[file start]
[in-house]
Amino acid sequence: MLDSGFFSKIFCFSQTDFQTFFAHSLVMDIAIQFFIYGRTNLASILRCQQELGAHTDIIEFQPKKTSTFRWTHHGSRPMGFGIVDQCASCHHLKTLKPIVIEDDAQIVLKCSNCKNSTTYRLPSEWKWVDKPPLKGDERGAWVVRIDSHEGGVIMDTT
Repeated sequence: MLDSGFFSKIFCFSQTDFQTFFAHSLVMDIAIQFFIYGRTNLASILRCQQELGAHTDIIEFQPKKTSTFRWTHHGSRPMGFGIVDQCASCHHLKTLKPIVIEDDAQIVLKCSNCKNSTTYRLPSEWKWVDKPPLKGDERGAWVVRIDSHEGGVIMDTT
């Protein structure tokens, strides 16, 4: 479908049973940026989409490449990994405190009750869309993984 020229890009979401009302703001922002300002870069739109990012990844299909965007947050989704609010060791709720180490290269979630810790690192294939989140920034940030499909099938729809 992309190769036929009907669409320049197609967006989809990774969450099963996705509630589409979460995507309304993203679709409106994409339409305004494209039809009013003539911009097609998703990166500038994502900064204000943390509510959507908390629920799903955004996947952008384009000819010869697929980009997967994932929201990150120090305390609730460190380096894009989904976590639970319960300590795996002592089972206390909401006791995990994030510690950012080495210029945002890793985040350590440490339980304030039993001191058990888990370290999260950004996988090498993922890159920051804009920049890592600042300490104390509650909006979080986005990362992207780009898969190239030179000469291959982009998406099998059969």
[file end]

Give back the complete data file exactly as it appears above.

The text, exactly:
[in-house]
Amino acid sequence: MLDSGFFSKIFCFSQTDFQTFFAHSLVMDIAIQFFIYGRTNLASILRCQQELGAHTDIIEFQPKKTSTFRWTHHGSRPMGFGIVDQCASCHHLKTLKPIVIEDDAQIVLKCSNCKNSTTYRLPSEWKWVDKPPLKGDERGAWVVRIDSHEGGVIMDTT
Repeated sequence: MLDSGFFSKIFCFSQTDFQTFFAHSLVMDIAIQFFIYGRTNLASILRCQQELGAHTDIIEFQPKKTSTFRWTHHGSRPMGFGIVDQCASCHHLKTLKPIVIEDDAQIVLKCSNCKNSTTYRLPSEWKWVDKPPLKGDERGAWVVRIDSHEGGVIMDTT
């Protein structure tokens, strides 16, 4: 479908049973940026989409490449990994405190009750869309993984 020229890009979401009302703001922002300002870069739109990012990844299909965007947050989704609010060791709720180490290269979630810790690192294939989140920034940030499909099938729809 992309190769036929009907669409320049197609967006989809990774969450099963996705509630589409979460995507309304993203679709409106994409339409305004494209039809009013003539911009097609998703990166500038994502900064204000943390509510959507908390629920799903955004996947952008384009000819010869697929980009997967994932929201990150120090305390609730460190380096894009989904976590639970319960300590795996002592089972206390909401006791995990994030510690950012080495210029945002890793985040350590440490339980304030039993001191058990888990370290999260950004996988090498993922890159920051804009920049890592600042300490104390509650909006979080986005990362992207780009898969190239030179000469291959982009998406099998059969």